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Stephen Strasburg, A Birthday And Remembering Why We Love Baseball

Our Nationals' correspondent was set to celebrate a quiet 31st birthday by attending the Potomac Nationals' game on Friday. Then, Stephen Strasburg decided to drop in and show why he is the best present of all.

WOODBRIDGE, Va. - Friday was going to be the perfect 31st birthday.

My 30th birthday was one for the books, an epic journey into three decades of madness that started in a barn and ended in a field sitting on the back of a Ford F250 blitzed and dreaming while watching a bonfire burn late into the night. It would be hard to follow that one up, but I was determined to try to make my 31st memorable as well. I had it all planned out: swing up to Northern Virginia via train, hang out with family, then hit Woodbridge for the Potomac Nationals game at Pfitzner Stadium and Ian Desmond Bobblehead night. It was going to be perfect. Then, Stephen Strasburg ruined it.

Curses you, Strasburg.

I still can’t believe how inconsiderate the Washington Nationals were in naming the August 12th Potomac game against the Myrtle Beach Pelicans Strasburg’s second rehab start. It was a total kick in my nuts. I had purchased the tickets two weeks earlier with no knowledge of Strasburg even having the possibility of being there. I got great seats too, three rows from the field just in front of the pitcher’s mound. Strasburg shouldn’t be pitching in Single-A ball. He should be pitching in the Majors or in a league on the moon, but no he was coming to Woodbridge to burn my plans on the anniversary of the day I gave my mother the worst eight hours of her life.

What was going to be an easy-going, birthday bobblehead bonanza quickly disintegrated into utter chaos. Gates to the Pfitz were to open at 5 p.m., but soon word came down the wire people had already started to line-up at three. And for what? The chance to see a guy throw heat like no other pitcher in recent memory? To fantasize about the future of the organization? To see the incarnation of the hopes and dreams of an entire baseball culture? Humbug. I wanted a birthday bobble, damn it!

By the time I arrived, the 1,000 available Desmond statuary were long gone and moving through the Pftiz was like battling bottleneckers on 395. To say I hit my totally awesome seats a bit disappointed was an understatement. The impetuous actions of this team was astounding. Obviously they either had no idea I would be in attendance or just didn’t care!

When Strasburg finally appeared walking down the right field line to the outfield with a security guard in tow and hundreds of Nats fans rising to their feet to applaud, my joy was there, but tempered. There he was: the Prince of Peg, the Hero of Heave, the Scion of Smoke Throwing, the Chucking Christ. He performed warm ups and stretches away from the rest of the P-Nats. He seemed to be in his own zone. The only time he seemed out of it was when he fumbled with his jersey that seemed to constantly become untucked and cause him some irritation.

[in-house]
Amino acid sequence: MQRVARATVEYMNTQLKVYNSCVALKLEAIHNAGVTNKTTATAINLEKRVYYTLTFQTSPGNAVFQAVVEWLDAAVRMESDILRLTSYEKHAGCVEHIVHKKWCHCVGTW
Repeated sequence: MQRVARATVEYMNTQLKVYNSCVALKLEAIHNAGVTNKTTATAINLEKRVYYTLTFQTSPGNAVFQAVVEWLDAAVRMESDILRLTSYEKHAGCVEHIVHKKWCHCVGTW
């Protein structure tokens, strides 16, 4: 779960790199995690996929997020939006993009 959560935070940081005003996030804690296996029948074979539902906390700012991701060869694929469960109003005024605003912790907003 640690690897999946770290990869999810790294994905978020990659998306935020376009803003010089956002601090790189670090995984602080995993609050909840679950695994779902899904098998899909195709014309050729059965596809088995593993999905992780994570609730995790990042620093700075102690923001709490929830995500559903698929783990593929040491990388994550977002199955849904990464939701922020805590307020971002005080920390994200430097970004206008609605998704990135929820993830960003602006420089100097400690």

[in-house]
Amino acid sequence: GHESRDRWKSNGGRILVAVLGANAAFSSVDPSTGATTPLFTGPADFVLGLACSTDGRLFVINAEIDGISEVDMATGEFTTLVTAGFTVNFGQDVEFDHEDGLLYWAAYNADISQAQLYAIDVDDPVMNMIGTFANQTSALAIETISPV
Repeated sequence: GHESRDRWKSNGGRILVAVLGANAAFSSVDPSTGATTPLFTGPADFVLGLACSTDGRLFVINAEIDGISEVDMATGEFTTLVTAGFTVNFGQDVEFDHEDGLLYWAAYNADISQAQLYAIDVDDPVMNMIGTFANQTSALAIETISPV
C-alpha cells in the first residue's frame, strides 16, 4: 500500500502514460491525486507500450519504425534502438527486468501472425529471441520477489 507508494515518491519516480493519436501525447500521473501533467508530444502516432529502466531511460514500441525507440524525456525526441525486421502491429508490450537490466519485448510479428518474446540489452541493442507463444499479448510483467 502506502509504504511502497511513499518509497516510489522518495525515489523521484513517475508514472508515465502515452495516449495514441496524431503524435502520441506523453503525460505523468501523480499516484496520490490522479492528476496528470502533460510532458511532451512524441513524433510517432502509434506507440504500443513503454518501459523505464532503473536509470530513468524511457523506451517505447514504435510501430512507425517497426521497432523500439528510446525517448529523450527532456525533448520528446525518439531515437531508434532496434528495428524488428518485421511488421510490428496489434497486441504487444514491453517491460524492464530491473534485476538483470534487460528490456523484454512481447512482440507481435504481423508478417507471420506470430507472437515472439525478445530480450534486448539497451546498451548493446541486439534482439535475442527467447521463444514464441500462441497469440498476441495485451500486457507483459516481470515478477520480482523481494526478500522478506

After the anthem was sung (by a guy who was singing it an octave too low at points) and Strasburg prepared to take the mound for the first time, my mood was to the point it might be inconsolable. My birthday was ruined, drowned by the joy and excitement of others who had been anticipating this moment for over a year since it was announced Strasburg would undergo Tommy John surgery. The shouting, the cheers, the blasts from the Pfitz friendly vuvuzelas gave me a headache. Nothing looked like it could save my night.

Until Strasburg threw his first pitch.


The sound of that ball hitting the warm, dusty leather of the catcher’s mitt; wooo-weee! Be still my beating baseball heart! It was the sound that every baseball fan cherishes. The phenom cut through his Single-A competition like butter. He slammed that ball into catcher Sandy Leon’s glove at 96, 97, 98 and at times even 99 miles per hour. Of the 33 jaw-dropping pitches he threw, 26 were strikes, and the crowd loved it. Strasburg makes throwing a strike as exciting as hitting a home run.

He issued no walks and struck out five. He gave up two hits, but the first one was probably an umpire error. From my vantage point, the batter looked out, but the umpires were having a little trouble doing their job Friday night. The only time Strasburg looked a little rusty was in the second inning of his three-inning stint. There came a point where he actually threw back-to-back balls and he didn’t look happy, either with the call or himself. But he rebounded and finished his three innings.

Afterwards, the crowd gave him a standing ovation as he moved back to the bullpen area to collect a few more pitches and then into the locker room. I too had to get to my feet and give him props. He looked good. He looked strong. It felt really good to see him on the mound again. He is not 100 percent Strasburg, not yet, but he is insanely close and I imagine his next few rehab starts will either be equally or more crazy than Friday night in Woodbridge.

For three innings, Strasburg made me forget about the hassle of the day and the lack of a bobblehead. Eventually the crowd lessened after he left the game and some blessed readers of my blog acquired a bobblehead for me (thanks guys).

But Strasburg, you beautiful, boorish mangler of birthday plans, you gave me the best birthday gift of all: the reminder of why I am a baseball fan in the first place.